This is generally considered to be the least favourable outcome, not least because the EU block would be obliged to impose its Common External Tariff on goods flowing from the UK, which would impact the food sector, hitting confectionery and dairy exports, to name just two.

What Brexit means for food ethics in the UK

The EU’s focus on ethical challenges (animal welfare, environmental protection, social justice and fair competition and trading) is, in part, because of the failure of markets to provide necessary protection. Regulation in these areas will therefore continue to be needed and the UK government must invest significant time reviewing, negotiating and managing its way through the relevant legislation to arrive at suitable policy and legal positions for the newly independent UK.  

The UK government has often been accused of gold-plating EU Directives in domestic legislation and in doing so creating an uneven playing field for UK industry. During the forthcoming Brexit divorce, companies and trade associations may lobby for lighter regulation, particularly where risks to continued international trade are low. 

On the other hand, NGOs may see an opportunity to tighten up perceived weaknesses in the regulatory framework.  Just one example of a likely battle ground will be genetically modified organisms, with the tension between those wanting the UK to have greater flexibility to grow GMO crops than allowed under EU rules, versus those who support the EU’s precautionary principle in dealing with new technologies. 

Implications of Brexit for UK Government

For the last four decades UK trade deals have been part of the wider EU trade negotiations.  The UK has therefore not needed many trade negotiators and now finds itself with just a handful of experienced people. It will need to find hundreds more, both to negotiate the terms of Brexit with the EU block and to negotiate bilateral trade deals with other countries globally.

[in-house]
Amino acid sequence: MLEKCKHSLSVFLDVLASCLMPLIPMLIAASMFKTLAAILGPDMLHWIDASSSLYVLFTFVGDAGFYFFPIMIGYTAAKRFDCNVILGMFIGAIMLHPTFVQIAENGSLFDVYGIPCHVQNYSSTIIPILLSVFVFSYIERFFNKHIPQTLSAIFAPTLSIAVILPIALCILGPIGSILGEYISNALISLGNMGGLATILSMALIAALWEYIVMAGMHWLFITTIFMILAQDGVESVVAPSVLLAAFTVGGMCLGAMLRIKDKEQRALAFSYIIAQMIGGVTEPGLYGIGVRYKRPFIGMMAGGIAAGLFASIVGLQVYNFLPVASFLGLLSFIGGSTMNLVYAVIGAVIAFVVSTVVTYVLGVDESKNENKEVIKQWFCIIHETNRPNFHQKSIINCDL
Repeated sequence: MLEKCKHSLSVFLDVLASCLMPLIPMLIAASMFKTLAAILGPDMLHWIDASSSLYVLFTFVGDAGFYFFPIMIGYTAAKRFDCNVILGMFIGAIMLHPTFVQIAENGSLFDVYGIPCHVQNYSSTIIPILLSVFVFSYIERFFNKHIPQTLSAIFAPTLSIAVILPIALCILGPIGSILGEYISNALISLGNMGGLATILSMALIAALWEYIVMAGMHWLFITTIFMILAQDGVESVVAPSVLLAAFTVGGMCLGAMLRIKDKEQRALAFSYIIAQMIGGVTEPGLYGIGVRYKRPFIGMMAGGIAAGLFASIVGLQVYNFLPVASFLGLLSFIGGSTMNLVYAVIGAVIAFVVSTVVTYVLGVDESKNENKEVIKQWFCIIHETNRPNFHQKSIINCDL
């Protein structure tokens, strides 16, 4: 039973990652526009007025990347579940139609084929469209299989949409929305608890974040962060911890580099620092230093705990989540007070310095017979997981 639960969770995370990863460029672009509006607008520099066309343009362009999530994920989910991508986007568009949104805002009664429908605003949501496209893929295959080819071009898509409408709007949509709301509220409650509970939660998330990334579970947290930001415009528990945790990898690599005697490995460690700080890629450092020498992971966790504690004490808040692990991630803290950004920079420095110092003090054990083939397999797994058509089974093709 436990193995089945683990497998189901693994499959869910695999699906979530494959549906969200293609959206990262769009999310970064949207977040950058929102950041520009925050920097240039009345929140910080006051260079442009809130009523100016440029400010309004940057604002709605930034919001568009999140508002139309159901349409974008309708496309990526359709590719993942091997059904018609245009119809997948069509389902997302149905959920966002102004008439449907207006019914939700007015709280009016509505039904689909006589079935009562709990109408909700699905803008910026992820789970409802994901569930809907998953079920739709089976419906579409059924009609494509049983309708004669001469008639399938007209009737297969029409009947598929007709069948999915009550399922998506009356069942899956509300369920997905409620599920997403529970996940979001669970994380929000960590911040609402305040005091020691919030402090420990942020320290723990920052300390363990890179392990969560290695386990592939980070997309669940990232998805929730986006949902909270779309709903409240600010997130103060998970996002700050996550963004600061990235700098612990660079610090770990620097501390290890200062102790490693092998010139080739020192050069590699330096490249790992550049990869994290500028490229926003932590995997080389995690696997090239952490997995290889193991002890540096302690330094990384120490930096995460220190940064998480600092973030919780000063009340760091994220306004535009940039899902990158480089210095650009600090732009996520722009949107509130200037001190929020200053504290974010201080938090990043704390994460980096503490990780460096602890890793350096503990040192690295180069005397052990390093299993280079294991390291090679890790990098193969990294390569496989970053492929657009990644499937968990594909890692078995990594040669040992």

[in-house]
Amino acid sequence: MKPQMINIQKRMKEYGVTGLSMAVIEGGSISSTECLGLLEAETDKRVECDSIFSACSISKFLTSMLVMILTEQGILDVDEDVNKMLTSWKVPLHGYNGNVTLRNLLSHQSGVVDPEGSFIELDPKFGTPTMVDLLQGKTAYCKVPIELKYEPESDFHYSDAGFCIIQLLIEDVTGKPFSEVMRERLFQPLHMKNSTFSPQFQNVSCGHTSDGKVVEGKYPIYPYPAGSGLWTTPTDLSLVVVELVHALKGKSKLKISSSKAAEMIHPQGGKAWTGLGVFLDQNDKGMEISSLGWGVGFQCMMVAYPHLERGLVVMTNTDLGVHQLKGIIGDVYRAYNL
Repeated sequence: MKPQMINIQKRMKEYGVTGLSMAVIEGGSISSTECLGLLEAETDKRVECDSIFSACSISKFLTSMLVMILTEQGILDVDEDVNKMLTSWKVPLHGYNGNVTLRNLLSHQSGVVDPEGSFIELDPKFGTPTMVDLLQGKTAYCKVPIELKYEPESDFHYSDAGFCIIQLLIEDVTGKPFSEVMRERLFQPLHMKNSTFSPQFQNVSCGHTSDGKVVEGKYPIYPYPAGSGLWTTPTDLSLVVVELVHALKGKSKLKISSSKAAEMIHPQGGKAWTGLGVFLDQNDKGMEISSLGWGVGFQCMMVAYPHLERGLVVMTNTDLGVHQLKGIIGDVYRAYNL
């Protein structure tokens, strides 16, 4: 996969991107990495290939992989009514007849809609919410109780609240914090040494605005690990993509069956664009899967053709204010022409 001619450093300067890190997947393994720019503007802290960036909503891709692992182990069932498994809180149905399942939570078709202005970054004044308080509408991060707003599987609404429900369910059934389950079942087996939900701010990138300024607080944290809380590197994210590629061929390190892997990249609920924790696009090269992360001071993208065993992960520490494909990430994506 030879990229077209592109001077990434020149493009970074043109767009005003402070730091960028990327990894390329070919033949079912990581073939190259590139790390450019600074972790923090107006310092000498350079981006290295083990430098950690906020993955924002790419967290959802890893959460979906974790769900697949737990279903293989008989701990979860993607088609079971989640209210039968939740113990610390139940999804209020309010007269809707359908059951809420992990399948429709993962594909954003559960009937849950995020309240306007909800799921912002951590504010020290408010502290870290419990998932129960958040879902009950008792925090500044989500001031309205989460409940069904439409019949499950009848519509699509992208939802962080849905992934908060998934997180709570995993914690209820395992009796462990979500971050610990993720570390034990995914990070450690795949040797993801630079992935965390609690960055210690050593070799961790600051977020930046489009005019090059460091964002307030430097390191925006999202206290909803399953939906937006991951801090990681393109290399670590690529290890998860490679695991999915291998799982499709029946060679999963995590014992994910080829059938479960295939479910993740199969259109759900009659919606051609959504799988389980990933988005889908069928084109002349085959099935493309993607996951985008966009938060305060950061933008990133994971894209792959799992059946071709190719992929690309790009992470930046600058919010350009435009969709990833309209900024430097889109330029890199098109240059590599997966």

The British Civil Service also has the unenviable task of reviewing existing EU-created legislation and determining if it should be kept, amended or shelved. It must do this with significantly diminished manpower and expertise and the question remains whether the Civil Service has the capacity and capability to perform this role effectively and within a reasonable time frame.

The legislative review will take up huge amounts of Parliamentary time and there are bound to be knock-on consequences for the incumbent Government in terms of pushing through other manifesto commitments and necessary legislative changes. 


All of this points to the need for the UK’s food industry, trade associations, NGOs and Government to work together to quickly find reasonable positions that continue to advance the ethical dimensions of food production, trade and consumption, whilst not disadvantaging the UK vis-à-vis our competitors. This will be a huge challenge, but is essential to ensure the UK remains at the vanguard of ethical farming and food systems.

Sources: Eversheds; The Economist Group, IGD, Defra, European Commission  

James is currently working with the Food Ethics Council on a pro-bono basis. He has worked in the food and grocery sector for 20 years, the last 14 at IGD where, until March, he was Director of Industry Programmes.  He has a PhD in food industry economics.  He can be contacted at